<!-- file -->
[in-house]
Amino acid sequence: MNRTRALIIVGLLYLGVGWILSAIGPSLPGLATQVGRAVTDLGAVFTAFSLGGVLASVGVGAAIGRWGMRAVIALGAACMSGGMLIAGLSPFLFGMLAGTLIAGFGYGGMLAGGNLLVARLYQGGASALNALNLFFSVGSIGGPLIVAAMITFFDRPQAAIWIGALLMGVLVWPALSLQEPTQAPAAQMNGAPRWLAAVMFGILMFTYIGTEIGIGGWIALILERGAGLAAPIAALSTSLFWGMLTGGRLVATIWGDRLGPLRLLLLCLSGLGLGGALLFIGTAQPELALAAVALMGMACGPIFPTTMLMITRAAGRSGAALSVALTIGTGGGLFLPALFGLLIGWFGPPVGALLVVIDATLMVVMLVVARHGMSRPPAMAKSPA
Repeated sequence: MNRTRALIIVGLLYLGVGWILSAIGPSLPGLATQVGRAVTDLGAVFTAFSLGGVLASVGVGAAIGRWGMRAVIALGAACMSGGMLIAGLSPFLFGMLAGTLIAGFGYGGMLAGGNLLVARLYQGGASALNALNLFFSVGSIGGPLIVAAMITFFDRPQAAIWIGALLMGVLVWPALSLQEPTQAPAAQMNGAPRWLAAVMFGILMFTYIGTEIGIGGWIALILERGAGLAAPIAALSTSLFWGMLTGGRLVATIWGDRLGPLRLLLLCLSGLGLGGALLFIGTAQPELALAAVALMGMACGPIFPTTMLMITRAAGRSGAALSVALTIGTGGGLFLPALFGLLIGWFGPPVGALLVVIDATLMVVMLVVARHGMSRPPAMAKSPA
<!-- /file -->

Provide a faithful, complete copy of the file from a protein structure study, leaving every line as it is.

[in-house]
Amino acid sequence: MNRTRALIIVGLLYLGVGWILSAIGPSLPGLATQVGRAVTDLGAVFTAFSLGGVLASVGVGAAIGRWGMRAVIALGAACMSGGMLIAGLSPFLFGMLAGTLIAGFGYGGMLAGGNLLVARLYQGGASALNALNLFFSVGSIGGPLIVAAMITFFDRPQAAIWIGALLMGVLVWPALSLQEPTQAPAAQMNGAPRWLAAVMFGILMFTYIGTEIGIGGWIALILERGAGLAAPIAALSTSLFWGMLTGGRLVATIWGDRLGPLRLLLLCLSGLGLGGALLFIGTAQPELALAAVALMGMACGPIFPTTMLMITRAAGRSGAALSVALTIGTGGGLFLPALFGLLIGWFGPPVGALLVVIDATLMVVMLVVARHGMSRPPAMAKSPA
Repeated sequence: MNRTRALIIVGLLYLGVGWILSAIGPSLPGLATQVGRAVTDLGAVFTAFSLGGVLASVGVGAAIGRWGMRAVIALGAACMSGGMLIAGLSPFLFGMLAGTLIAGFGYGGMLAGGNLLVARLYQGGASALNALNLFFSVGSIGGPLIVAAMITFFDRPQAAIWIGALLMGVLVWPALSLQEPTQAPAAQMNGAPRWLAAVMFGILMFTYIGTEIGIGGWIALILERGAGLAAPIAALSTSLFWGMLTGGRLVATIWGDRLGPLRLLLLCLSGLGLGGALLFIGTAQPELALAAVALMGMACGPIFPTTMLMITRAAGRSGAALSVALTIGTGGGLFLPALFGLLIGWFGPPVGALLVVIDATLMVVMLVVARHGMSRPPAMAKSPA